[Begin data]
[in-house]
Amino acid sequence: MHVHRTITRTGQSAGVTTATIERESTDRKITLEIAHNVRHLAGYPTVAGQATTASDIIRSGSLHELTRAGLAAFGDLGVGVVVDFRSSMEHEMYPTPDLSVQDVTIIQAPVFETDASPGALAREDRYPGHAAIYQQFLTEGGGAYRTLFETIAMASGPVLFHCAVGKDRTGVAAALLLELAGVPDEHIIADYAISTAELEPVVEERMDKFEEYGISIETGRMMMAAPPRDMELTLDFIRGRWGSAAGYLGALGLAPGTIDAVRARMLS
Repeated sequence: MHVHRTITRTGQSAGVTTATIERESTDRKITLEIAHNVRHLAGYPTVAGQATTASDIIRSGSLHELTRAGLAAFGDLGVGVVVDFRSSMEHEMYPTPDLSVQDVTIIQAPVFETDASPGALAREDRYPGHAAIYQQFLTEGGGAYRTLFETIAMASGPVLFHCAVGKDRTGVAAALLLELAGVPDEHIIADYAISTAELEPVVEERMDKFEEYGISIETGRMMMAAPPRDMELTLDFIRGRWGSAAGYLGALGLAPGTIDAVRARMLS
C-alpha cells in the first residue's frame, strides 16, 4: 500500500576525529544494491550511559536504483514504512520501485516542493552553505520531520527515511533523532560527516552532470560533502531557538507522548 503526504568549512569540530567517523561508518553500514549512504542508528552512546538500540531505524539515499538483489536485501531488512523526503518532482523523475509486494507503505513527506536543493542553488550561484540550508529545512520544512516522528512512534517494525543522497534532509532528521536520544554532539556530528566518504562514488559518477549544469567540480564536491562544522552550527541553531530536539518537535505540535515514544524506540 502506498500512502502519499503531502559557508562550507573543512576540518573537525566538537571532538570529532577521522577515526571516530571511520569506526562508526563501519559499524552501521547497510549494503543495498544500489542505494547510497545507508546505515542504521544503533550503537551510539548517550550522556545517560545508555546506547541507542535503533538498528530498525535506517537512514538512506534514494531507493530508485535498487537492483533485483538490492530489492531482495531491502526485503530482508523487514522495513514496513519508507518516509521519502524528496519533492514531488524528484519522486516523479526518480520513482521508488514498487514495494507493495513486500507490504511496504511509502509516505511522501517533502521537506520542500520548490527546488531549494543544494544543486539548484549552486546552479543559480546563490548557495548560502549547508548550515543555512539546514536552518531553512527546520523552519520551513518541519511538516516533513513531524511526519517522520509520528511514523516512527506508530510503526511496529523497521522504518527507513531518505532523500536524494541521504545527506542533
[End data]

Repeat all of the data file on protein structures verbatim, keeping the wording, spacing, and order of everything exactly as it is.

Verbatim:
[in-house]
Amino acid sequence: MHVHRTITRTGQSAGVTTATIERESTDRKITLEIAHNVRHLAGYPTVAGQATTASDIIRSGSLHELTRAGLAAFGDLGVGVVVDFRSSMEHEMYPTPDLSVQDVTIIQAPVFETDASPGALAREDRYPGHAAIYQQFLTEGGGAYRTLFETIAMASGPVLFHCAVGKDRTGVAAALLLELAGVPDEHIIADYAISTAELEPVVEERMDKFEEYGISIETGRMMMAAPPRDMELTLDFIRGRWGSAAGYLGALGLAPGTIDAVRARMLS
Repeated sequence: MHVHRTITRTGQSAGVTTATIERESTDRKITLEIAHNVRHLAGYPTVAGQATTASDIIRSGSLHELTRAGLAAFGDLGVGVVVDFRSSMEHEMYPTPDLSVQDVTIIQAPVFETDASPGALAREDRYPGHAAIYQQFLTEGGGAYRTLFETIAMASGPVLFHCAVGKDRTGVAAALLLELAGVPDEHIIADYAISTAELEPVVEERMDKFEEYGISIETGRMMMAAPPRDMELTLDFIRGRWGSAAGYLGALGLAPGTIDAVRARMLS
C-alpha cells in the first residue's frame, strides 16, 4: 500500500576525529544494491550511559536504483514504512520501485516542493552553505520531520527515511533523532560527516552532470560533502531557538507522548 503526504568549512569540530567517523561508518553500514549512504542508528552512546538500540531505524539515499538483489536485501531488512523526503518532482523523475509486494507503505513527506536543493542553488550561484540550508529545512520544512516522528512512534517494525543522497534532509532528521536520544554532539556530528566518504562514488559518477549544469567540480564536491562544522552550527541553531530536539518537535505540535515514544524506540 502506498500512502502519499503531502559557508562550507573543512576540518573537525566538537571532538570529532577521522577515526571516530571511520569506526562508526563501519559499524552501521547497510549494503543495498544500489542505494547510497545507508546505515542504521544503533550503537551510539548517550550522556545517560545508555546506547541507542535503533538498528530498525535506517537512514538512506534514494531507493530508485535498487537492483533485483538490492530489492531482495531491502526485503530482508523487514522495513514496513519508507518516509521519502524528496519533492514531488524528484519522486516523479526518480520513482521508488514498487514495494507493495513486500507490504511496504511509502509516505511522501517533502521537506520542500520548490527546488531549494543544494544543486539548484549552486546552479543559480546563490548557495548560502549547508548550515543555512539546514536552518531553512527546520523552519520551513518541519511538516516533513513531524511526519517522520509520528511514523516512527506508530510503526511496529523497521522504518527507513531518505532523500536524494541521504545527506542533